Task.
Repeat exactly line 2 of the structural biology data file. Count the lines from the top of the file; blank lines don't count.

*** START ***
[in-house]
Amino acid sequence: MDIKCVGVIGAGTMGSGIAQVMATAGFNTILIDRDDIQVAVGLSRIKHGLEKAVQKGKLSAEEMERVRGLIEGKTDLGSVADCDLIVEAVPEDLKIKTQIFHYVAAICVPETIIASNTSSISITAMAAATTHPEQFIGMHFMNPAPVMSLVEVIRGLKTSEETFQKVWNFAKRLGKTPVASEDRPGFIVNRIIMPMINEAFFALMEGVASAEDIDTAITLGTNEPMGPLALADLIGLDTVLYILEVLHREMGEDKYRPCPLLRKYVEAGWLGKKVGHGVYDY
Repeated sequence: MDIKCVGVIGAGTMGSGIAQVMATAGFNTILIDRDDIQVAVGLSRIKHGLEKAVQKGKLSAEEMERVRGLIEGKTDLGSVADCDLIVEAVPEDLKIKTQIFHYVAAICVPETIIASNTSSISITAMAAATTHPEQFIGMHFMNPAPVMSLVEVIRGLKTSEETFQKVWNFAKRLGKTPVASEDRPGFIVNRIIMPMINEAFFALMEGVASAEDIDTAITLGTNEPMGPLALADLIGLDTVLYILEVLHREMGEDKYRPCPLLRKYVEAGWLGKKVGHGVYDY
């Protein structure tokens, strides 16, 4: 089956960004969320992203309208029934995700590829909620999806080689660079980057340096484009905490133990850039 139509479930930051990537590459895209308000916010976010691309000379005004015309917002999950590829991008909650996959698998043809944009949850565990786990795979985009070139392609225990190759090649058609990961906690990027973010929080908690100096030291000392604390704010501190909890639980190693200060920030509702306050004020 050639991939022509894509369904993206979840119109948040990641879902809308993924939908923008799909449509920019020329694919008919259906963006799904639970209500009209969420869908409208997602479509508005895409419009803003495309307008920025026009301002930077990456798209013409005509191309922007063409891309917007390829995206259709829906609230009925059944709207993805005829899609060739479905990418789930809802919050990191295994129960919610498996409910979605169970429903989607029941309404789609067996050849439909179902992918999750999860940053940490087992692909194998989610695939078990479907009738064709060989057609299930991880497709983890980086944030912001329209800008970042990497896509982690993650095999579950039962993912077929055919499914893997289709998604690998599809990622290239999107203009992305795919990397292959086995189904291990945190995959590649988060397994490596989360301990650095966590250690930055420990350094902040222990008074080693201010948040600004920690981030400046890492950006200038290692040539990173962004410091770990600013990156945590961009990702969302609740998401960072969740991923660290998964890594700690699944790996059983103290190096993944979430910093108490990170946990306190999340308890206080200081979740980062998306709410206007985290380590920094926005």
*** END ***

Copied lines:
Amino acid sequence: MDIKCVGVIGAGTMGSGIAQVMATAGFNTILIDRDDIQVAVGLSRIKHGLEKAVQKGKLSAEEMERVRGLIEGKTDLGSVADCDLIVEAVPEDLKIKTQIFHYVAAICVPETIIASNTSSISITAMAAATTHPEQFIGMHFMNPAPVMSLVEVIRGLKTSEETFQKVWNFAKRLGKTPVASEDRPGFIVNRIIMPMINEAFFALMEGVASAEDIDTAITLGTNEPMGPLALADLIGLDTVLYILEVLHREMGEDKYRPCPLLRKYVEAGWLGKKVGHGVYDY